The Morning News from Wilmington, Delaware on June 17, 1978 · Page 13
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The Morning News from Wilmington, Delaware · Page 13

Wilmington, Delaware
Issue Date:
Saturday, June 17, 1978
Page 13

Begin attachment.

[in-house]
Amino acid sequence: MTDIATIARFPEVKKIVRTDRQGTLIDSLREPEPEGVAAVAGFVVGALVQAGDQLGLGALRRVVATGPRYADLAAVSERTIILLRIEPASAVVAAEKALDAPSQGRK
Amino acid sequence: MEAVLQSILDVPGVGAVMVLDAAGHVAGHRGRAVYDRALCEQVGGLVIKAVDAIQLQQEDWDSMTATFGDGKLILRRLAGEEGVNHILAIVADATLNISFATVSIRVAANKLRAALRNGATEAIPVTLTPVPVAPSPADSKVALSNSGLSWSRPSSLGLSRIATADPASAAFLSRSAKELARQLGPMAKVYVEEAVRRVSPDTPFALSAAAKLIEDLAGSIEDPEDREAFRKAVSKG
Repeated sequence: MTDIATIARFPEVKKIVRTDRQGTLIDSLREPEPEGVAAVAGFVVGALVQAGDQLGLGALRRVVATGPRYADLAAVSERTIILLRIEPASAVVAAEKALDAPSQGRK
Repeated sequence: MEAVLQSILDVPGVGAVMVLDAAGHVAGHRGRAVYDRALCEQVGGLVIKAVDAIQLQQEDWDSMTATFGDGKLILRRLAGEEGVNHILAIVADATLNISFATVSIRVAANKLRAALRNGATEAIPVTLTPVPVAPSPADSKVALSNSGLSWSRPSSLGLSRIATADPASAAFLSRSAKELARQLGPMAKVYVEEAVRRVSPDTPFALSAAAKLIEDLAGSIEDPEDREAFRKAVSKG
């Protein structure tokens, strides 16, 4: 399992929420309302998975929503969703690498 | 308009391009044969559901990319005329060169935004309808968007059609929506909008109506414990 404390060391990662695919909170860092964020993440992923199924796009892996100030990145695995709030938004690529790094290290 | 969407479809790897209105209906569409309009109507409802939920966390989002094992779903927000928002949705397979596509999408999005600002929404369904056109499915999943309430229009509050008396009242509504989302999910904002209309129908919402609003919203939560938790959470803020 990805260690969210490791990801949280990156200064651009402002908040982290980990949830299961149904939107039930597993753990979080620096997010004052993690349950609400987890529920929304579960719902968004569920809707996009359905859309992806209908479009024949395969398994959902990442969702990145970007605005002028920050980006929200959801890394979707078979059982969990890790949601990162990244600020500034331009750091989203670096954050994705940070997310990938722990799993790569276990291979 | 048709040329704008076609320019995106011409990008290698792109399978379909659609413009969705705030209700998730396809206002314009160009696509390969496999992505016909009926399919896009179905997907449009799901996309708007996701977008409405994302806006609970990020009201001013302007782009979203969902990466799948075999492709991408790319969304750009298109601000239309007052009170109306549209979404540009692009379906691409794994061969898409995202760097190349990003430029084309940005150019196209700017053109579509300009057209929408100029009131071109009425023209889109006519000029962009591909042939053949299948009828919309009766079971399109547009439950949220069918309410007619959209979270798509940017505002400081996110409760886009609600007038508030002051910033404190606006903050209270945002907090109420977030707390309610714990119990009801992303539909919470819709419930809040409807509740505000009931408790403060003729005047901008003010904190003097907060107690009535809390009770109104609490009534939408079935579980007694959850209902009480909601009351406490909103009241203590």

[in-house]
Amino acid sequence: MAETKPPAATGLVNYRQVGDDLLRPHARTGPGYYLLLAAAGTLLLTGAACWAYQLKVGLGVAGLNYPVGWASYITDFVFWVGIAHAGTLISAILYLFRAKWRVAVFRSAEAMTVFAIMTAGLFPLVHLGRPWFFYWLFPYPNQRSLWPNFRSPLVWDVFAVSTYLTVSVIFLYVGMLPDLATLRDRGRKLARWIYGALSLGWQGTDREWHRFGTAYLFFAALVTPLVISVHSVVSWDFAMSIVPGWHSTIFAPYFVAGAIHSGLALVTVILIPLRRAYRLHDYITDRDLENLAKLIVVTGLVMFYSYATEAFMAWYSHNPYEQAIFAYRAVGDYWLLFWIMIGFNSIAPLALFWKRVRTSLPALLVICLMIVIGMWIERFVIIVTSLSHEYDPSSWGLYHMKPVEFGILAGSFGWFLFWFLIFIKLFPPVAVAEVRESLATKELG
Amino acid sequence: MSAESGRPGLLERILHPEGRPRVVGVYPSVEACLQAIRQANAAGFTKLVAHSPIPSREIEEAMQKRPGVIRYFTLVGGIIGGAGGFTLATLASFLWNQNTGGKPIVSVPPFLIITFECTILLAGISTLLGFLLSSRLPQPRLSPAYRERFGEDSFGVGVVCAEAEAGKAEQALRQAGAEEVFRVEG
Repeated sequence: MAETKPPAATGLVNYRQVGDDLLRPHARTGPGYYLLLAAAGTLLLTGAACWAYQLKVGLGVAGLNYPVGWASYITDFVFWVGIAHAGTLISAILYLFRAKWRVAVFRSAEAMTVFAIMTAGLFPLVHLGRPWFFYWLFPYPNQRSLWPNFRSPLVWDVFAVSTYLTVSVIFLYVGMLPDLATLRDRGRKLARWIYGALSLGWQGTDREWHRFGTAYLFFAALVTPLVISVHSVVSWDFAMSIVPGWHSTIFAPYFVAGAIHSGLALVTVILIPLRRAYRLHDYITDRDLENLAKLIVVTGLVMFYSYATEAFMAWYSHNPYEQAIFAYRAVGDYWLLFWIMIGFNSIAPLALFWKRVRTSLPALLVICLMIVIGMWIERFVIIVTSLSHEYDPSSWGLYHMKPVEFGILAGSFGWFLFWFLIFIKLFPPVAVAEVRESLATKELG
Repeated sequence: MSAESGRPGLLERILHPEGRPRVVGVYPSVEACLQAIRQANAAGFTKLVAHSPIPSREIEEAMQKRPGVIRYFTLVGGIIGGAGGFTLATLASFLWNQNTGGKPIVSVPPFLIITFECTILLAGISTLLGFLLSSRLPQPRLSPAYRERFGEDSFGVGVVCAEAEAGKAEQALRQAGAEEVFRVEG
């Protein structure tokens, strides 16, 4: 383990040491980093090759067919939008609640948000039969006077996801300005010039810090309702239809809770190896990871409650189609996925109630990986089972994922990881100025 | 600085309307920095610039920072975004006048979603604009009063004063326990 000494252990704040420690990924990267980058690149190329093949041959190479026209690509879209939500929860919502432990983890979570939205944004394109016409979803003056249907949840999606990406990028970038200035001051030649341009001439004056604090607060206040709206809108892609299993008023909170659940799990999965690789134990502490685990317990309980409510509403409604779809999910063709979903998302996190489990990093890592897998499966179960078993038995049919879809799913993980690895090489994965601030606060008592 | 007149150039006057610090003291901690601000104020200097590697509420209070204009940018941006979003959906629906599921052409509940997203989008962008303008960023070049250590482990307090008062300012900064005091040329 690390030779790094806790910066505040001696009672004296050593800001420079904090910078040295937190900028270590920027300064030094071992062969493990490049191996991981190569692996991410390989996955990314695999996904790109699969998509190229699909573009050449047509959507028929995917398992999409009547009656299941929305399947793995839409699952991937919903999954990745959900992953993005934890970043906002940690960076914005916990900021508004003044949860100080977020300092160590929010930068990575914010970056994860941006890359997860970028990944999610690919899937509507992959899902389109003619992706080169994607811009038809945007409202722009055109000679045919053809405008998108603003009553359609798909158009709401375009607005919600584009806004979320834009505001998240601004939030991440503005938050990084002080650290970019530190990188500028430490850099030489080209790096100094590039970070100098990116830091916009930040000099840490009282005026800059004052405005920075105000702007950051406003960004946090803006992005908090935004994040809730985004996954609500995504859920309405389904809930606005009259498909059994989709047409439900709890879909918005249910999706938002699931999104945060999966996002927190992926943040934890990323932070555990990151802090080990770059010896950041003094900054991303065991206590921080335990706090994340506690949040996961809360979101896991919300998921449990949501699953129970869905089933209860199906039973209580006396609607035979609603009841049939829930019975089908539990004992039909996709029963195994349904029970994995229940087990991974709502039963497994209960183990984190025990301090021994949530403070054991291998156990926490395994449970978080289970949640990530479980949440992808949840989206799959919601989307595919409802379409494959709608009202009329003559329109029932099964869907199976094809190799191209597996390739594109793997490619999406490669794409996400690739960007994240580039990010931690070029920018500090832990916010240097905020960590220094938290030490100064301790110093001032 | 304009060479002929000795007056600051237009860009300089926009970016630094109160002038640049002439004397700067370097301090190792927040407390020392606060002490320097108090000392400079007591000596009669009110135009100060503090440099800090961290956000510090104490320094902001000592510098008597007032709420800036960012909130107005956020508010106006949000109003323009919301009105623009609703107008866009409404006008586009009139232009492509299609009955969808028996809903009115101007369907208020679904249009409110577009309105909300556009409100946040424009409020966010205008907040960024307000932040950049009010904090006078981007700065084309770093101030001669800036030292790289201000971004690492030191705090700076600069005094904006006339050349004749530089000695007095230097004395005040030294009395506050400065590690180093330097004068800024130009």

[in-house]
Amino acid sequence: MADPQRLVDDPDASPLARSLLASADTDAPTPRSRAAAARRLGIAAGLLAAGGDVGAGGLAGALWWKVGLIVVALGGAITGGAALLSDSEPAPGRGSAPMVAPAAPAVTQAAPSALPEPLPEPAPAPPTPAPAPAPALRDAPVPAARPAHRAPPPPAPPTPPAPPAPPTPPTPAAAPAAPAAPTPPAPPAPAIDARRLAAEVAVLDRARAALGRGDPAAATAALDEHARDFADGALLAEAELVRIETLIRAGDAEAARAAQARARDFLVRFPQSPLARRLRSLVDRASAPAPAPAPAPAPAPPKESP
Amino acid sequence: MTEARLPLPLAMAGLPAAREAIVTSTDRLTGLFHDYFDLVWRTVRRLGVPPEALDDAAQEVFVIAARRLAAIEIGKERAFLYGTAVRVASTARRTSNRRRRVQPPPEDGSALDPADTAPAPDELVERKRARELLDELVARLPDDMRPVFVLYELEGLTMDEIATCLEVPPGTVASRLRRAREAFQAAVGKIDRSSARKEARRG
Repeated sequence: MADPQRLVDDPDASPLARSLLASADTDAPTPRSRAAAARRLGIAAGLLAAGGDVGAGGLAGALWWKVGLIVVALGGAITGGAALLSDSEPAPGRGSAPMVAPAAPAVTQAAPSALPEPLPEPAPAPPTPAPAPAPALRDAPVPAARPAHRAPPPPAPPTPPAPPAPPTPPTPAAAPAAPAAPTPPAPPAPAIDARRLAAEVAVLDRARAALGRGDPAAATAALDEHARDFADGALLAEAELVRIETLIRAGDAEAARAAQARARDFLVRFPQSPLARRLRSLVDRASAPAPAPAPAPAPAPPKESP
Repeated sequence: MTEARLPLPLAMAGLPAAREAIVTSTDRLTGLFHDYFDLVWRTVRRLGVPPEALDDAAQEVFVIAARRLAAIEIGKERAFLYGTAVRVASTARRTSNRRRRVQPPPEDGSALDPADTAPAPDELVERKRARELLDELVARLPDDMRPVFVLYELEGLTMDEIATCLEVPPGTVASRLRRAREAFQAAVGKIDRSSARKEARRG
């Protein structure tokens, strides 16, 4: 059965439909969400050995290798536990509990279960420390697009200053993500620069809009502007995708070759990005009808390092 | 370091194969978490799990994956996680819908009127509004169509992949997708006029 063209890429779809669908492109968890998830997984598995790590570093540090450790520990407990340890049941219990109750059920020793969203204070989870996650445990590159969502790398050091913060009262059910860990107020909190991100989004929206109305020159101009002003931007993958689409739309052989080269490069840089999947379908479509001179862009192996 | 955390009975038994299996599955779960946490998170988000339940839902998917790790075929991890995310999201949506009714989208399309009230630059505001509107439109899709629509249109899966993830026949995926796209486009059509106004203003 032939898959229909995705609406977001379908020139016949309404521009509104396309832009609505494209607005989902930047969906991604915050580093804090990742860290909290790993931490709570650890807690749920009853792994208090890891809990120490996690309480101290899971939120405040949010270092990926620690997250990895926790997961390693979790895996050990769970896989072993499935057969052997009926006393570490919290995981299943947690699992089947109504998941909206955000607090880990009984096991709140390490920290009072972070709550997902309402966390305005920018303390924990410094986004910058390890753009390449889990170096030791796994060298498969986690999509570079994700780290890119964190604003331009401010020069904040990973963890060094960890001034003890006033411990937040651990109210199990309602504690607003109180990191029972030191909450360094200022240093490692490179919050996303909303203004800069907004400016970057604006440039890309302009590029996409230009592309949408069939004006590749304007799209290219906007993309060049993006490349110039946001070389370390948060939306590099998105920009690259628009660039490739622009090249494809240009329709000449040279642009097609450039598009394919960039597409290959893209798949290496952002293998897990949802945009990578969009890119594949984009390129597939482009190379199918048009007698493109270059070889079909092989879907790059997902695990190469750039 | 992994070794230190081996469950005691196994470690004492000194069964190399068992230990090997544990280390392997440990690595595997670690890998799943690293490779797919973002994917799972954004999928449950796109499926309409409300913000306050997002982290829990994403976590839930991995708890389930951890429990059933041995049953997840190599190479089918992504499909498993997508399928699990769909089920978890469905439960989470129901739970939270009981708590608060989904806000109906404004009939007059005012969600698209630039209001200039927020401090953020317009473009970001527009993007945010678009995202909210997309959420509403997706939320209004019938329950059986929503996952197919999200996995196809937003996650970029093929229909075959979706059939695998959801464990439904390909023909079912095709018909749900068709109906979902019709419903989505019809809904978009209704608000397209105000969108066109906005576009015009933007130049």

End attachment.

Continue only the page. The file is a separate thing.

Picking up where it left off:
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i V W V - ' msc review arts The News Journal, Wilmington, Del., Saturday, June 17, 1978 Page 13 immm I I 1 ' J 1 itg 2 grassroots musicians on UD Wolf Trap trip An evening with two of today's best-known grassroots musicians, Pete Seeger and Arlo Guthrie, will be the focus of a University of Delaware study trip to the Wolf Trap Farm Park in Vienna, Va., on Aug. 22. Sponsored, by the cultural, affairs office in the university's Division of Continuing Education, the trip will feature late-afternoon departures from the university's Goodstay Center, 2600 Pennsylvania Ave., Wilmington, and Clayton Hall .on the north campus in Newark. IBS? ' VriHifit?t "TiTs IQHN TRAVOLTA ...Catchit g 1. , ZL I . lSrffir?- lHFggSiT .' . nag jaffigtf IUMlilltUlfthliyggjigllqilClllIl;! I PLUS: "DAMNATION ALLEY" JU. 1 0 S jHl.""! W tMrifctl J - OPENS 7-30 jtV AuluAntwr""! tV tfSzhtf&P SHOWS FROM -X, ... , ,,, u. f ' - f dusk ( ns45 jrjzy l vs n nopa"es f M Y 'VT) I IK v ' (nopatses) ' QEBB&3 oiwsi pctube tech m ' KrAjJv. V'N I $$PTffrJ M MATINEES DAILY J, Hgaas g,IBW SlZTrJt Syi V SlBWiirk A 1PMSUN2PM k 1 . 'IH ) V .vStmQWZ 273 ALL EVES 7:15 & J i " ; , , rmf -1Y VM9M NEWARK iaJt5V -! " ' ttatian tot Joanna Mlflmt oi Holly' ,. . .... fCS W ' f JLST I jD V-T" I FROM NOLLY WITH 10VI t.$un. iMiU.7:jjim V - xAWmltSLXSJ aaaBwC 0DD0. WIIT PUIIIIIM ut wk. js m-J Vi XD.HWIS QH) KD1 ' - -- -- t 'inn "Oafljismfliii dJ WILLIAM Trawlta Newton-John (iglfijll .mlu HOLDEN fflilpl Ltt ( I J I JC ' JT J H V m9m1t"m QTHTKIATtlt CHILD UNDER 12 FREEj GRANT J )) i T nWjl I rttT,dof movie" BURT REYNOLDS 1 7 M Lir) X I (J - IB THH ENd ( r 0 tW if H Aeoroayforyouwlyo!?- Mm Ptl MM m y'iS m I m 11 Mr f iwine sowetb siL-miosoMtOMT,.ftvflsn'Niic V'PW M Mm LI 'T m V M m V ' M m --jo'-ooo.voB...l.-1..1soM(w,itLMT'ULaT w MM M 4 1 M I Pj aJT -OL, M MtyOL - r o im. 0y if nwn C-W "flt . t. 15. J5m M MM l " I I J I W M MSPlNX iWLHW IWMWMOautM HJitrltilM lg u I ri is v If janm'saarft- i l s vr. r y ffefga rl; I H 1 ;f i '1-1 " ' ' " !"" V W - I " I I 1 An explicit motion picture t)t (km to . .Lm C --v. i l l I I explore woman's wrimal pwium 0 lie L A j i ' V ijr r J INI a at last m ZZ Lj, JOHN TRAVOLTA OLIVIA NEWTON-JOHN ."CREASE" "jH'i . J'""l ' Mt Y IItITLT c.f iSTOCKARD CHANNING. ....., evearoen.frawieavalon "if- s ""T rHi The Girls I, 4 p4J I I ' JOAN BLONDELL. EDD BYRNES , SID CAESAR, ALICE GHOSTLEY, DOPY GOODMAN, SHAMANA 1 V- , rsl .. Vf j Wlio'll Do J X lRill EXCLUSIVE AREA SHOWING! , ' 4Hyhing . 1 V JPT coMuTvmioM bESSLI 2ND SMASH WEIK I rfl.ntJrfTiiTruI TODAY AT 1-4-8-10 PM iHTTTm ii x x fj til RKTT 'JaMil T0N1TI AT 6-8-10 PM Ml 'IdMJLU'iLlil SUN. J-4-4-8-10 PM 17 ifiV'.TiTHrJ ITAXri TCTI jJji SUN.AT5:15m5:15PM . D -3 M-m I EBlBMg QttNS7Pl -SHOWS AT DUSK kJB 1 tlV &-1 Pete The trip also will include a picnic box supper, orchestra seats to the concert and an advance study-packet prepared by Marvin Hummel, instructor in the university's College Parallel Program. The study packet examines the artists' roles as poets, musicians and political activists. Together, Seeger and Guthrie cover music from the American Revolution to the Civil War, as well as ragtime, folk, country and blues. For reservations contact the cultural affairs office. A warm By DAVID B.KOZINSKI The Delaware Symphony Orchestra under Van Lier Lanning presented a pleasant selection of music last night at the Longwood Gardens Open Air Theatre. Entitled a "Salute To Music." the concert included works from the romantic period and three lighter contemporary pieces Longwood is not accoustically equipped to adequately project an orchestral concert, and the results must be judged with this in mind. Amplification is minimal and there is no shell or back wall to reflect the music. The members of the orchestra had to adjust for dynamics, ensemble and intonation. That considered, things went remarkably well. Weber's Overture to "Oberon" opened the evening nicely. A peppy account of Copland's "Hoe-Down" from "Rodeo" came next, with strong ambience. A work by a local composer, Karl A. Forssmark, who taught music in Pennsylvania and Delaware public schools, was his short "Nocturne" for string orchestra. The music exhudes a bittersweet, slightly brooding Scandanavian aura. The first half ended with a solid reading of a work not heard too often these days Liszt's tone poem "Les Prelude." After intermission came a neatly turned "Emperor" waltzes by Johnann Strauss the Younger. The highlight of the concert was the guest appearance by a native Wilmingtonian, soprano Pauline Domanski, who is now based in New York. She has made her mark in opera and concert work in this country and in Europe, and is to appear in opera in Argentina with La Plata Opera. Three contrasting arias found her in top voice. She caught the psychology of the attractive Countess who is not getting any younger in "Dove Sono" from Mo- ' zart 8 Tne Marfage ?iJO&i"L" rr. RAYM047tWBKI IMG. MAT. SUN. 1:30 1 3RD WEEKI l .0 liu-i nr-T.j night in This was Miss Domanski's second appearance with the Delaware Symphony. She repeated Dvorak's touching "Song to the Moon" from the opera "Rusalka," which she sang in Czecholslova-kian. Butterfly's chattering final parting from her child before the heroine commits hara-kiri was most music review Crystal Gayle : 'a shining lady' By BRUCE LAIRD Let's hear it for Crystal Gayle! Last night the lady did a one-night stand at the Grand Opera House, and deadline or no I stayed to the end. That's the type of performer she is. For warmers there was pianist-vocalist Bobby Arvon whose style is still developing, but whose talent as a composer is definitely promising. A former performer with the Harry James band, he strayed only once from his original material to do a jazzy scat rendition of Richard Rodgers' "Mountain Greenery," a novelty approach delivered with considerable skill. But his own compositions specifically "Bright Lights" an da lustily chorded "From Now On" are his special bag. On occasion his lyrics are slyly apropos, as in "Listen to My Music, Mr. Rock-and-Roll Man, Please" my particular favorite. If this budding performer slips at all, it is during his occasionally folksy biographical forays between numbers. Perhaps a little editing would help, for he needs scant advertising for so good a musical product. Miss Gayle that shining lady of the second part of the program can pretty well do as she pleases, for everything she does y- m the Open Air moving in "Tu, tu, tu? piccolo Iddio" from Puccini's "Madama Butterfly." Miss Domanski's warm, attractive soprano was projected easily and with fine control. The large audience received her with enthusiasm. Her encore, "Summertime" from Gershwin's "Porgy and Bess," soared and created a pleases. She's beautiful, she's personable, and she's firmly at the top of the heap. She also has an extremely good back-up group especially guitarist Biff Watson, who can stand stock-still and whip up a storm without taking the spotlight away from the star. It's a great show-biz feat, and he's consistently that kind of performer. Whoever is behind the arrangements for her numbers deserves a big hug from the lovely lady, for he makes each song eminently untenable. This is not to take away from Crystal Gayle herself, of course. It's doubtful that her repertoire would sound nearly as exciting delivered by someone else. "Cry Me a River" emerged SAT. 1:15-7 8:40-10:10 SAT. 1-5:43 8-10:15 IlllftT 203 N. 4595333l LIU' U I iI7 ' SAT. 1:IS-S:30 ' 7:45-10:10 tm 4 Mount 431-10201 LOl'IS f SAT. 1:10-5:45 I 8:15-10:20 Lj fine moment of quiet at the end of the song, followed by loud applause. The concert ended with Hershey Kay's "The Stars and Stripes" ballet suite. Thanks to the Hadley Memorial Fund, last night's concert was offered free of charge. as a whole new song in her hands. By the time the concert was over I had pretty well narrowed down my favorites to four or five, or six, or seven. It would have been unthinkable had she not sung that sock-beat "Don't It Make Your Brown Eyes Blue" which won her a Grammy in 1978. It sounds even better in person. There was also a nifty oldie with as catchy a tune as you could want, and a special breathless quality as she launched into the lyrics: "Midnight one more night without sleepin' " which brought ecstatic applause. Then, in her best country-rock style, she introduced "When You Left the One You Left Me For" from her .new "When I Dream" album. F -ft, IPGI -an unmarried. wr man ft MULES J ' Via" i. . J Si fc. . . lUaoaaiaika o , ii, ,r